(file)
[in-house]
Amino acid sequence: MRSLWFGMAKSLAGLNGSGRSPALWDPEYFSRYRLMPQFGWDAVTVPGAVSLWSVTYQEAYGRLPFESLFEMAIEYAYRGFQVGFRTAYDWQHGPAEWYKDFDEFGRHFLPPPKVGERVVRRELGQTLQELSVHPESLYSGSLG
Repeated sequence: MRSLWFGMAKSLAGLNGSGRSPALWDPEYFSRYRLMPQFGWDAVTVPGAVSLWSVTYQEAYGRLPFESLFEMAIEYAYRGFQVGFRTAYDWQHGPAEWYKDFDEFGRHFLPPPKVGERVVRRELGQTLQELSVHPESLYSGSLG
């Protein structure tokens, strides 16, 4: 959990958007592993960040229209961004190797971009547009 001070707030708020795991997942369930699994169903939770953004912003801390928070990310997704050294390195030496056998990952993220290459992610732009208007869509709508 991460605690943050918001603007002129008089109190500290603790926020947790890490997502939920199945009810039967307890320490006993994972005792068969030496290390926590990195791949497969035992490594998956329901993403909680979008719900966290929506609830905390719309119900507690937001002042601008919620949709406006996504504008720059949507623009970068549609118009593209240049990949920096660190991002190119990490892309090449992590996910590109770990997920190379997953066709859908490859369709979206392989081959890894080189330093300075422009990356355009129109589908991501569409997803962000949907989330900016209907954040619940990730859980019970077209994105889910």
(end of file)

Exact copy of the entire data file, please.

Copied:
[in-house]
Amino acid sequence: MRSLWFGMAKSLAGLNGSGRSPALWDPEYFSRYRLMPQFGWDAVTVPGAVSLWSVTYQEAYGRLPFESLFEMAIEYAYRGFQVGFRTAYDWQHGPAEWYKDFDEFGRHFLPPPKVGERVVRRELGQTLQELSVHPESLYSGSLG
Repeated sequence: MRSLWFGMAKSLAGLNGSGRSPALWDPEYFSRYRLMPQFGWDAVTVPGAVSLWSVTYQEAYGRLPFESLFEMAIEYAYRGFQVGFRTAYDWQHGPAEWYKDFDEFGRHFLPPPKVGERVVRRELGQTLQELSVHPESLYSGSLG
């Protein structure tokens, strides 16, 4: 959990958007592993960040229209961004190797971009547009 001070707030708020795991997942369930699994169903939770953004912003801390928070990310997704050294390195030496056998990952993220290459992610732009208007869509709508 991460605690943050918001603007002129008089109190500290603790926020947790890490997502939920199945009810039967307890320490006993994972005792068969030496290390926590990195791949497969035992490594998956329901993403909680979008719900966290929506609830905390719309119900507690937001002042601008919620949709406006996504504008720059949507623009970068549609118009593209240049990949920096660190991002190119990490892309090449992590996910590109770990997920190379997953066709859908490859369709979206392989081959890894080189330093300075422009990356355009129109589908991501569409997803962000949907989330900016209907954040619940990730859980019970077209994105889910």